September 20, 2011

John Theurer Cancer Center Is One Of The First Clinical Trial Sites Participating In Landmark Multiple Myeloma Research Foundation Study

Multicenter 1000-Patient Trial Initiated to Accelerate Development of Personalized Treatments for Multiple Myeloma

The John Theurer Cancer Center at Hackensack University Medical Center, a top 50 U.S. News best hospital for cancer, is one of the first four clinical sites enrolling patients in a landmark study designed to uncover the molecular segments and variations of multiple myeloma. The study is the centerpiece of the Multiple Myeloma Research Foundation´s (MMRF) Personalized Medicine Initiative, CoMMpass (Relating Clinical Outcomes in MM to Personal Assessment of Genetic Profile), aimed to accelerate translational research into therapeutic breakthroughs for patients.

“Over the past decade the multiple myeloma community has made significant progress developing therapies that extend survival and improve quality of life,” said David S. Siegel, M.D., Ph.D., Chief, Multiple Myeloma, John Theurer Cancer Center and a Principal Investigator of the study, “This study is designed to build upon our most recent discovery — the completion of the first genomic portrait of multiple myeloma. We hope to gain a greater understanding of the mechanisms of the disease to develop personalized treatments for our patients.”

The study will enroll at least 1,000 newly diagnosed multiple myeloma patients who have not yet initiated therapy for their disease. Researchers will track patients from initial diagnosis through their course of treatment, over a minimum of 5 years, and conduct sequential tissue sampling to identify how a patient´s molecular profile may affect his or her clinical progression and individual response to treatment.

“The John Theurer Cancer Center is committed to participating in clinical trials that may contribute to the development of more targeted treatments for patients,” said Andrew L. Pecora, M.D., F.A.C.P., C.P.E., Chief Innovations Officer and Professor and Vice President of Cancer Services, John Theurer Cancer Center.  “We are pleased to collaborate with the MMRF on this important research initiative.”

The MMRF plans to expand the network of academic and community cancer centers enrolling patients for the study. The current participating sites also include Virginia Cancer Specialists in Fairfax, Virginia; Waverly Hematology Oncology in Cary, NC; and Mount Sinai School of Medicine in New York City. For more information about this clinical trial at the John Theurer Cancer Center, please call 201-996-5900.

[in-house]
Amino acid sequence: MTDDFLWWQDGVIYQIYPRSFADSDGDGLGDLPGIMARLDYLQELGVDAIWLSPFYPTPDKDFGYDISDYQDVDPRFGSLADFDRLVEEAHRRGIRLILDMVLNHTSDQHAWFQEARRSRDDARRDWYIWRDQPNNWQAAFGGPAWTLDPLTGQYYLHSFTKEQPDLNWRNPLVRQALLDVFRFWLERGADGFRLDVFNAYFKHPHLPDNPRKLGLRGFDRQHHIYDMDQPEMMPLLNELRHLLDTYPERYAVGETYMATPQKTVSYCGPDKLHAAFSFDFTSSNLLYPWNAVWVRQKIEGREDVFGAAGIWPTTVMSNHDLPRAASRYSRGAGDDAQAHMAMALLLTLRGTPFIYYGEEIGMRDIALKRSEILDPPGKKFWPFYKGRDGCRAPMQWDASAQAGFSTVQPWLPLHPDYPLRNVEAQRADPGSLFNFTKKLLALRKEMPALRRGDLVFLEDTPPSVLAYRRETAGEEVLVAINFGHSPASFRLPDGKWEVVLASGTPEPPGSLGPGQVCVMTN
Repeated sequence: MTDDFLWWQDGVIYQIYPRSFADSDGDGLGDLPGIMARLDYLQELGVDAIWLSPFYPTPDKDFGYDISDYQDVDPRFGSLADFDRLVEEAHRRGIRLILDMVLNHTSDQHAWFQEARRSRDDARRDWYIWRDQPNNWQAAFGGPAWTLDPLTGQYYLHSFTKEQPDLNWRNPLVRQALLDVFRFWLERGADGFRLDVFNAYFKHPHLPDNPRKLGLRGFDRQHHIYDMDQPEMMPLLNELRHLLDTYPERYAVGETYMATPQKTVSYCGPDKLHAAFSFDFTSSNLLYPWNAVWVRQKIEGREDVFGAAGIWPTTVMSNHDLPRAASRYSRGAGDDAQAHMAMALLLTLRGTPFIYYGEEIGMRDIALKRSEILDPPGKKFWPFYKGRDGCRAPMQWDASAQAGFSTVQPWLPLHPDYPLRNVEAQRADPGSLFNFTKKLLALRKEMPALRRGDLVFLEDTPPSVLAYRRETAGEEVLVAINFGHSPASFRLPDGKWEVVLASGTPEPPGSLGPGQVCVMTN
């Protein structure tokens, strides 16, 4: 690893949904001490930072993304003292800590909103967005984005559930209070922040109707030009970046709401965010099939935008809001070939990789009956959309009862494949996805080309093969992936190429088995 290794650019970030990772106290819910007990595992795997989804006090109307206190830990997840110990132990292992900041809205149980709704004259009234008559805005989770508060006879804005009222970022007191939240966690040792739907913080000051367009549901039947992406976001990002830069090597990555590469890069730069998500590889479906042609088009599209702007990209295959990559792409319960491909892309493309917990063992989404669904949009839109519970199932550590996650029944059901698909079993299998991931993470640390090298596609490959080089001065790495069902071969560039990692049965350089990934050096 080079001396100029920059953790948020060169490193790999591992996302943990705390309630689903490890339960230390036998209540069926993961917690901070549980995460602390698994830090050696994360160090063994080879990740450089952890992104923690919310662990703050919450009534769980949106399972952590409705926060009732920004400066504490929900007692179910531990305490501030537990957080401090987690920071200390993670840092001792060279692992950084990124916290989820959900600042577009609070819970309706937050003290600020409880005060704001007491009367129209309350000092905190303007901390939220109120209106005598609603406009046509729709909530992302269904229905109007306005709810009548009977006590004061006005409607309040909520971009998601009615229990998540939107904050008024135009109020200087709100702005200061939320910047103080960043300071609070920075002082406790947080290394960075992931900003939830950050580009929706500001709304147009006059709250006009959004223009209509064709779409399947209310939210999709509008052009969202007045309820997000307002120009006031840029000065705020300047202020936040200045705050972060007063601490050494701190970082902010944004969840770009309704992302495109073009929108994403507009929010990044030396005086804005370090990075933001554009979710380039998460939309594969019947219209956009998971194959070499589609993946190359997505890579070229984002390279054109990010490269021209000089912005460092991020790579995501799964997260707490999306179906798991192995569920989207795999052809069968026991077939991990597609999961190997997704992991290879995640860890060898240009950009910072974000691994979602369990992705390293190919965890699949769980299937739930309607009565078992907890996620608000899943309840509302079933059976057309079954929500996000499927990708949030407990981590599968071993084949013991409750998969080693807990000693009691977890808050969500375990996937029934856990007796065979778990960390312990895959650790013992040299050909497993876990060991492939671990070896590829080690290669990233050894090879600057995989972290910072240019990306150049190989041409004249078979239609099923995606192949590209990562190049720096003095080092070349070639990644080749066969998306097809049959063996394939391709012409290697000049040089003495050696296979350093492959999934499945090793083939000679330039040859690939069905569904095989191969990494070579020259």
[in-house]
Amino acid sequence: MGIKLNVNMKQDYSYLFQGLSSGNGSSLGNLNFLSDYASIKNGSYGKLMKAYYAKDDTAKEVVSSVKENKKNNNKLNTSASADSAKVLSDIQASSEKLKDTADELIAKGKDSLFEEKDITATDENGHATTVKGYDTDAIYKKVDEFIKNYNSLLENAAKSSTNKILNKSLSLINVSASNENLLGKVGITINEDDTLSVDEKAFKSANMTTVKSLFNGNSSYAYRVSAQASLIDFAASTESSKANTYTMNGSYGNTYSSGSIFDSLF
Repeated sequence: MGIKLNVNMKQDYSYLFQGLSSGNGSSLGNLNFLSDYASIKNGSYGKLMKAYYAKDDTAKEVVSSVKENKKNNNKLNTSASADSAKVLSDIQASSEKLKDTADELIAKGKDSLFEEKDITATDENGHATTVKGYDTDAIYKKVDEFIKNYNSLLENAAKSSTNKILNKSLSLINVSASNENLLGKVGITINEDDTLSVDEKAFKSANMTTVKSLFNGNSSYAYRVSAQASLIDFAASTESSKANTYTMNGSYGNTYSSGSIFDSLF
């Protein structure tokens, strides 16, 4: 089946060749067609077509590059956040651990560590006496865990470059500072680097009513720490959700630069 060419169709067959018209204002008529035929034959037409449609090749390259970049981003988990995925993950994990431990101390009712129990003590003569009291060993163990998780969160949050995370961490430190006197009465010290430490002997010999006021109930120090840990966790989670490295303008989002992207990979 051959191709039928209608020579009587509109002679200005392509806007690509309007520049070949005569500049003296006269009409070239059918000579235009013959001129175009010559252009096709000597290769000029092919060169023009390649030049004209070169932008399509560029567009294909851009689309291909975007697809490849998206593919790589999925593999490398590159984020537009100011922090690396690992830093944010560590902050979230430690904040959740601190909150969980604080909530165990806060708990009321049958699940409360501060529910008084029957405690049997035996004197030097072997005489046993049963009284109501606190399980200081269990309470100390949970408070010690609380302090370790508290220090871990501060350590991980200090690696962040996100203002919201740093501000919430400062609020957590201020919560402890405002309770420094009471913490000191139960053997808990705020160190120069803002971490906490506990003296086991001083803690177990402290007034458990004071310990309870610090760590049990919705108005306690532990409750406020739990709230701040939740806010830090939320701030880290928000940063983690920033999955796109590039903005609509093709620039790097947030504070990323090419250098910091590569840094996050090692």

About Multiple Myeloma

Multiple myeloma is the second most common blood cancer. Multiple myeloma cannot be cured, but new treatments continue to be evaluated in research studies, and substantial improvements in treatment have been made over the past few years, allowing many individuals to live longer, healthier lives with the disease.

About the John Theurer Cancer Center at Hackensack University Medical Center Division of Multiple Myeloma

John Theurer Cancer Center at Hackensack University Medical Center is among the nation´s top 50 U.S. News and World Report Best Hospitals for cancer — the only cancer in New Jersey with this designation. The Multiple Myeloma Division is one of only a few facilities in the United States to offer specialized expertise in the diagnosis, treatment, and management of multiple myeloma, a type of cancer that strikes the blood system.

The team is led by internationally-recognized experts David Siegel, M.D., Ph.D., chief, multiple myeloma and David Vesole, M.D., Ph.D., co-chief and director of research. For nearly five years, the John Theurer Cancer Center has been a member of the Multiple Myeloma Research Consortium (MMRC), a unique research model that was developed to accelerate the development of novel, cutting-edge multiple myeloma treatments. Thirteen world-renowned academic institutions comprise the MMRC, collaborating on research to develop novel and combination treatments for patients with multiple myeloma. For more information please visit to

About the Multiple Myeloma Research Consortium

The Multiple Myeloma Research Consortium (MMRC) is a 509(a)3 non-profit organization that integrates leading academic institutions to accelerate drug development in multiple myeloma. It is led from MMRC offices in Norwalk, Conn., and comprises 16 member institutions. Baylor Charles A. Sammons Cancer Center at Dallas, City of Hope, Dana-Farber Cancer Institute, Emory University's Winship Cancer Institute, John Theurer Cancer Center at Hackensack University Medical Center, H. Lee Moffitt Cancer Center & Research Institute, Mayo Clinic, Ohio State University, Mount Sinai School of Medicine, Sarah Cannon Research Institute, University Health Network (Princess Margaret Hospital), University of California-San Francisco, University of Chicago, University of Michigan, Virginia Cancer Specialists, and Washington University in St. Louis.

The MMRC was founded in 2004 by Kathy Giusti, a myeloma patient, and with the help of the scientific community. The MMRC is a sister organization to the Multiple Myeloma Research Foundation (MMRF), the world's leading funder of multiple myeloma research. The MMRC is widely recognized as an optimal research model to rapidly address critical challenges in drug development and to explore opportunities in the today's most promising research areas in genomics, compound validation, and clinical trials. The MMRC is the only consortium to join academic institutions through membership agreements, customized IT systems, and an integrated tissue bank. For more information, please visit


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